Alon Gorodetsky and Allon Hochbaum have been awarded Young Investigator Research Program grants from the Air Force Office of Scientific Research. Both are assistant professors in the Samueli School’s Chemical Engineering and Materials Science Department.
The Air Force gives young investigator awards to scientists and engineers at research institutions across the U.S. who show exceptional ability and promise for conducting basic research. The program’s objective is to foster creative basic research in science and engineering, enhance early career development of outstanding young investigators, and increase opportunities for the young investigators to recognize the Air Force mission and the related challenges in science and engineering.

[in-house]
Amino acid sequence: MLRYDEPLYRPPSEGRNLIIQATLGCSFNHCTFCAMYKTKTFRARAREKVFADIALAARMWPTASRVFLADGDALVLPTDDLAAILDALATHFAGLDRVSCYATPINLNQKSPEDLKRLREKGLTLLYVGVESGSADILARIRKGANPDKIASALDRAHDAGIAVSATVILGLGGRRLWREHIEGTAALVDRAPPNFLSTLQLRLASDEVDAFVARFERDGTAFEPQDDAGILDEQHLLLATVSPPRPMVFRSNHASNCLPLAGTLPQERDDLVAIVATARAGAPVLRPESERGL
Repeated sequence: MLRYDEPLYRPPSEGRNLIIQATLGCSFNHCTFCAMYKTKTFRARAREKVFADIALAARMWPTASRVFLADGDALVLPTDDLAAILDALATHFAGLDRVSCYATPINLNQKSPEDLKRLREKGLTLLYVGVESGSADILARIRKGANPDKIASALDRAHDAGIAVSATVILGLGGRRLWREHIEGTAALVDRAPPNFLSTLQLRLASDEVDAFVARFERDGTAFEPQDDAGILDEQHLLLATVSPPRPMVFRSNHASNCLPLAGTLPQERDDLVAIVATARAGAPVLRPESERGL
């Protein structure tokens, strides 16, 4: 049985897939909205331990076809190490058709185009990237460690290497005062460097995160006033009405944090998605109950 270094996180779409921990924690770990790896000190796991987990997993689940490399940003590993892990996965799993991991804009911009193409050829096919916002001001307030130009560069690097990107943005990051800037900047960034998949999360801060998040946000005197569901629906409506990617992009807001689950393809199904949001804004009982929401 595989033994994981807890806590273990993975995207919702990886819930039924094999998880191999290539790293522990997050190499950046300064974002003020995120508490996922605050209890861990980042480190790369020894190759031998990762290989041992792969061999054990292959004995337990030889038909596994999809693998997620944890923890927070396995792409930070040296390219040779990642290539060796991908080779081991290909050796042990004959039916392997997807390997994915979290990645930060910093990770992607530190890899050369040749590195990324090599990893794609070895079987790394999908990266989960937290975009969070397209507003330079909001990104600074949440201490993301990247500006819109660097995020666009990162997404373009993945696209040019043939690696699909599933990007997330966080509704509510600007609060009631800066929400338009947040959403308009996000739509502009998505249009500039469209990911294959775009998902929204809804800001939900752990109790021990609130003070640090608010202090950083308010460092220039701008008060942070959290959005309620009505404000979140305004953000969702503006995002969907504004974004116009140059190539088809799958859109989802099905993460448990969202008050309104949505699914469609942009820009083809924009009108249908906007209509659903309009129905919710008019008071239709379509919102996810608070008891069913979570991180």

Gorodetsky and his research group are currently exploring the electrical properties of reflectin, a protein found in the skin cells of cephalopods, or squid. The goal of this project is to use protein engineering principles to understand and enhance the conductive properties of this material.
Through funding of this award, Hochbaum is investigating electrically conductive materials inspired by bacterial fibers. In addition to studying their function in organisms, the Hochbaum lab is characterizing their physical properties and integrating them into devices for applications in medical sensors and renewable energy technology.
This year, the Air Force awarded approximately $15.5 million in grants to 42 scientists and engineers from 32 research institutions. Those selected will receive the grants over a three-year period.